The inauguration of Iran’s President Hassan Rohani in two days restarts the countdown toward a confrontation over the Islamic Republic’s nuclear program as it approaches Israel’s “red line” for military action.
After a presidential campaign waged on the domestic terrain of jobs and economic growth, President Barack Obama is confronted by a volatile international environment that will help determine whether he can keep his promise to restore America’s prosperity.
The Pentagon is preparing for formal congressional review of an arms sale to the United Arab Emirates that includes about 600 satellite-guided bunker-buster bombs, according to three people familiar with the issue.
Iran and its leading oil buyers, China and India, are finding ways to skirt U.S. and European Union financial sanctions on the Islamic republic by agreeing to trade oil for local currencies and goods including wheat, soybean meal and consumer products.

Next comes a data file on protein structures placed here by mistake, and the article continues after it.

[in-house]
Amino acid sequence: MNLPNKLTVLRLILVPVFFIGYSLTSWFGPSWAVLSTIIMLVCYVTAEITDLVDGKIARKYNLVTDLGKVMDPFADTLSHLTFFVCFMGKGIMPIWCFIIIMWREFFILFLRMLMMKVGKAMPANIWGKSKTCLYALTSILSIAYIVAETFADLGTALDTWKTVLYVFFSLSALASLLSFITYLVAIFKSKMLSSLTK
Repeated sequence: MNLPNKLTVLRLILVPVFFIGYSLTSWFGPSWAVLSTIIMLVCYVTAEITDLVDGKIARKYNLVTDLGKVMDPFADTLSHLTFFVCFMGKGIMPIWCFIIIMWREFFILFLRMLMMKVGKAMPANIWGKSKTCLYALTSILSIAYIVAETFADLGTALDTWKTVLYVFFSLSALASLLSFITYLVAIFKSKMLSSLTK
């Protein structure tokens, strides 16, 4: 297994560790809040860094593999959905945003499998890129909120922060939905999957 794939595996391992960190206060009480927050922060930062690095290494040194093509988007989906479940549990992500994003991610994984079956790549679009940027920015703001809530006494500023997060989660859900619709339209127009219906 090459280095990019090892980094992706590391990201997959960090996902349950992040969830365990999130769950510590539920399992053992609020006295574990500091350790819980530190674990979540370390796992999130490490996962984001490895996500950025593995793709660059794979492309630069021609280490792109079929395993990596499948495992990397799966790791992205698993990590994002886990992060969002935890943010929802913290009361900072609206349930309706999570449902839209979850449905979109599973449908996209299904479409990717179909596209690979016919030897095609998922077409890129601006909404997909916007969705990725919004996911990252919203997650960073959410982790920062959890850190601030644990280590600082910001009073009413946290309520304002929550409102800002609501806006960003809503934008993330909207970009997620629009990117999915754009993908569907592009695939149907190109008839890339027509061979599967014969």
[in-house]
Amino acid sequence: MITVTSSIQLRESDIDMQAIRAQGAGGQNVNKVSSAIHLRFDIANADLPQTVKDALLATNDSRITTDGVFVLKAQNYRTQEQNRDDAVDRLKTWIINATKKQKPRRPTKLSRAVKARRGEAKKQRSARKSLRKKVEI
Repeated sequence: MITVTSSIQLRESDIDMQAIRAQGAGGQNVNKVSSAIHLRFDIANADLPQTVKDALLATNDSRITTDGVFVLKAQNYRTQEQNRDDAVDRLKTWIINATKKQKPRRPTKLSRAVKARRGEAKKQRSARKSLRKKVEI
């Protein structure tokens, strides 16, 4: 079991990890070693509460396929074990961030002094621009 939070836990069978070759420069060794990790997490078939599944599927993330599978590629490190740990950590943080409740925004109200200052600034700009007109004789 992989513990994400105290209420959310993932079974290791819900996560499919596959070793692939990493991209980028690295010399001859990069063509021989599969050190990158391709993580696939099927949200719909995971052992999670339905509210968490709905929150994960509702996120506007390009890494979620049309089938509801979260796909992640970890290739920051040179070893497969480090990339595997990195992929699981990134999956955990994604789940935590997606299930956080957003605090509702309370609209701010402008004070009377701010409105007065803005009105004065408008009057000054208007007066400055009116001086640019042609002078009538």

Iran’s military continues to improve the accuracy and killing power of its long- and short-range ballistic missiles, including designing a weapon to target vessels, according to a Pentagon report to Congress.
The Pentagon won congressional approval to shift $81.6 million in funds to improve the military’s largest conventional weapon, the 30,000-pound Boeing Co. Massive Ordnance Penetrator, known as the bunker-buster bomb.
The U.S. and 29 other nations have begun the biggest mine-clearing exercise in the Persian Gulf region, a show of force as tensions escalate over a threatened Israeli attack on Iran’s nuclear facilities.